For some projects I occasionally find that it is necessary to prompt the user for a destination location in addition to the default INSTALLDIR.
For example, what if I want to confirm the Java JRE directory that I found installed is the one the user wants to associate with their applications (quite possible they certified an older JRE version – not the most current). The only reference I found on how to do this was for InstallScript MSI project, but I am working solely in Basic MSI projects.
In order to provide the end user with the same Browse to a folder dialog used in a default installation, the following steps can be followed for use in a Basic MSI InstallShield project:
Create a new Directory that will be used to hold the JRE directory found – and will be displayed in the Browse directory. Since I have never, (repeat never) mastered the Directory Table (using Direct Editor), here is how I approach it. I create a new component (delete if afterwards) and select the dropdown to create a new directory entry.
Now a directory browse dialog is presented:
Using the INSERT key, create a new directory “JRE Path”
Now rename the Directory Identifier to be all CAPS, such as “JRE_PATH” – this will be the MSI Property that we will use as our Directory. Now we need to create some dialog screens to display and allow the user to browse to a new directory.
Go to the Dialogs section, and export a dialog that we will need to “repurpose” for our needs. For our example, we are going to export the dialog “AdminChangeFolder” by selecting the dialog and right-clicking. Export the dialog ISD to a folder you can retrieve it from later.
Now rename the original “AdminChangeFolder” to “AdminChangeFolder_ORIG” to preserve it. I do this because even though I tried to rename the dialog during export, it always appears with the same name – overwriting the original.
Now import back the “AdminChangeFolder” dialog by right-clicking on the “All Dialogs” title. The repository appears:
Browse to the saved dialog, and select it – it will appear in the repository as shown here:
Select OK and the dialog will appear back in your listing of dialogs.
WARNING: if this popup dialog appears:
You must select the red conflict item and select “Overwrite”, like this:
What is happening is that the internal bitmaps are being exported as “NewBinary1″ files and stored in the same directory as the project ISM file (Hint: look for a file “NewBinary1″ and copy as “NewBinary.jpg” and you will see the banner bitmap). Here is the result you might find – the banner bitmap points to a file “NewBinary1″ – not to the original file location:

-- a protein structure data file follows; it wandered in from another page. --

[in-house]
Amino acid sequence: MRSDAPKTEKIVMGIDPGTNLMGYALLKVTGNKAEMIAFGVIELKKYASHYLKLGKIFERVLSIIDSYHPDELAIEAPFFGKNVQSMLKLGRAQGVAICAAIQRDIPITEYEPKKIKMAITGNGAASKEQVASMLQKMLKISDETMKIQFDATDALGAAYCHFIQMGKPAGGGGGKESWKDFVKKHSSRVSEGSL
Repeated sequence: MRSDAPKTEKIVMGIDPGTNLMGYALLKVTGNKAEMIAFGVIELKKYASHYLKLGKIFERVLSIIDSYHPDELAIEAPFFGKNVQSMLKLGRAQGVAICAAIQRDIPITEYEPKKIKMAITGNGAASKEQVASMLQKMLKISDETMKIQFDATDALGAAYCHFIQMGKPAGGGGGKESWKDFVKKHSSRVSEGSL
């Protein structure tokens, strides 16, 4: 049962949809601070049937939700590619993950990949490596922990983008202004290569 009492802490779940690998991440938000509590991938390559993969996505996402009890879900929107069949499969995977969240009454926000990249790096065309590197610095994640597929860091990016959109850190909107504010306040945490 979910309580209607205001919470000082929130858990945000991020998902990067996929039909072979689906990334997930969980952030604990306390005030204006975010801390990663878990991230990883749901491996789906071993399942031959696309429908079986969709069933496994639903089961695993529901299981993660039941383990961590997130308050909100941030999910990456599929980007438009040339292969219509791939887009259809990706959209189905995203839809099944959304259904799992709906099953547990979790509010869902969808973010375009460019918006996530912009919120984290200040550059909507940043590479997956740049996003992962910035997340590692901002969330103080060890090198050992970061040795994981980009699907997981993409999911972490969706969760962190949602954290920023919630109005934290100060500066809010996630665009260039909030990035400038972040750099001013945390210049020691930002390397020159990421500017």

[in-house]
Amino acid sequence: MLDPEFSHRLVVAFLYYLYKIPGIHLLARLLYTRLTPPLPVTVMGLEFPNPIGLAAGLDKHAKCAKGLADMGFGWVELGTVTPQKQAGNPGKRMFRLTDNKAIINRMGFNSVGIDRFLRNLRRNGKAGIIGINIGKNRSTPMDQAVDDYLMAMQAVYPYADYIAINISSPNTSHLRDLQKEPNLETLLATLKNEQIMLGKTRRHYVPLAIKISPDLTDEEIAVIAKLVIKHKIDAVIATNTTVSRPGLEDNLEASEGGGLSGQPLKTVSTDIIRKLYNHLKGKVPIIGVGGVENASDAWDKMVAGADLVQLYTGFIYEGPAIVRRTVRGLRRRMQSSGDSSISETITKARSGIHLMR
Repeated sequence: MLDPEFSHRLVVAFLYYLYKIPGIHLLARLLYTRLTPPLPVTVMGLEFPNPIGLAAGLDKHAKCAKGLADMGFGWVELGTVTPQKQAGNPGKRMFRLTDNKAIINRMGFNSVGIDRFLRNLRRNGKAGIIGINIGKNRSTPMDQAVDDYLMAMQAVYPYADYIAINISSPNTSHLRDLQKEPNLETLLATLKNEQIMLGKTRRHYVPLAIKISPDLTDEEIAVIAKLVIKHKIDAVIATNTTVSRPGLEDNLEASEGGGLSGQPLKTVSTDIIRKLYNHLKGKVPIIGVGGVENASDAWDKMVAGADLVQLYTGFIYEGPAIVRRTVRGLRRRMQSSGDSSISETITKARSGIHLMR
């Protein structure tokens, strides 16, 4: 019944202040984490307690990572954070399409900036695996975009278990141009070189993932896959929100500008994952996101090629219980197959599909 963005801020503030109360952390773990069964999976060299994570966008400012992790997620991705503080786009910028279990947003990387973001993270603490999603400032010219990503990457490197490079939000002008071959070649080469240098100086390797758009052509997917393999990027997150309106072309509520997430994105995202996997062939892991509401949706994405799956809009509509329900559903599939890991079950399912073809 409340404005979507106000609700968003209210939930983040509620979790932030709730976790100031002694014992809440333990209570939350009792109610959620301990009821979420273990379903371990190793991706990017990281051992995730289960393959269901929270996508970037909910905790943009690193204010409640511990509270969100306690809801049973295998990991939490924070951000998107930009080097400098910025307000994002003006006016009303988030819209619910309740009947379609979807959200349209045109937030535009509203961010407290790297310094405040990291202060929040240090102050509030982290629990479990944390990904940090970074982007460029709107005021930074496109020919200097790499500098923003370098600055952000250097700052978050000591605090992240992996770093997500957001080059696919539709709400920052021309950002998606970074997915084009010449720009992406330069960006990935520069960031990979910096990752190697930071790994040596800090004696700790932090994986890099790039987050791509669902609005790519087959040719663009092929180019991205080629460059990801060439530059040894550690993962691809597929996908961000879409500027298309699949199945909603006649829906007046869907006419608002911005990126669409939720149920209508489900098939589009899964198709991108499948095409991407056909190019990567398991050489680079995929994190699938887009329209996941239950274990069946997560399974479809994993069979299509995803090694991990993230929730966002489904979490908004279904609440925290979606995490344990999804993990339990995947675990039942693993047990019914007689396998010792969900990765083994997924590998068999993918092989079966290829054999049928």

The solution is to replace the “File Name” with the original value, such as: <ISProductFolder>\Redist\Language Independent\OS Independent\IsDialogBanner.ibd (With InstallShield v10.5 it will ripple this NewBinary1 reference to ALL of your dialogs, so you may have to create a new InstallShield project to determine the original file values. If this happens, then you either must go to each dialog and correct it, or you can open the Direct Editor, go to the “Binary” table and alter the displayed value for NewBinary1,
Now rename “AdminChangeFolder_ORIG” to “JavaChangeFolder”.
We are going to leave this dialog and create a new dialog “JavaDirectory” that will display the Java JRE directory along with a “Change” button.
Here is a sample of one I created:
Essentially it contains a text box, a PathEdit box and a Change pushbutton. The property associated with the PathEdit box is “JRE_PATH”.
We want the user to see a directory browse button when they hit the ‘Change’ pushbutton, so we need to switch to the ‘Behavior’ to edit the JavaDirectory dialog behavior. On the Change pushbutton (titled ‘PushButton1′ add an Event “SpawnDialog” with the argument “JavaChangeFolder” and a condition of 1 – as shown here:
Now change to the dialog “JavaChangeFolder” and in the dialog view, change ALL of the property values from “TARGETDIR” to the property “JRE_PATH” as shown:
Then you will need to switch to the ‘Behavior’ view and alter the event OK and change the argument from “TARGETDIR” to “JRE_PATH”
FINALLY – go to the project Property Manager section and delete the property “JRE_PATH” – if you don’t the path will be incorrectly set as “0″ and your project will hang during the starting and fail with error 1603!! For some reason, this value will keep appearing during your development, so you may need to double check it a couple of times.
Now, to prime the directory “JRE_PATH” you can setup an Custom Action to grab the environment variable JAVA_HOME and prime the directory with this value, or you can execute a Custom Action InstallScript that will evaluate the machine and set this MSI Property (MsiSetProperty xxx) to a directory value. Here is a sample display of the dialogs when running:
Hope this helps!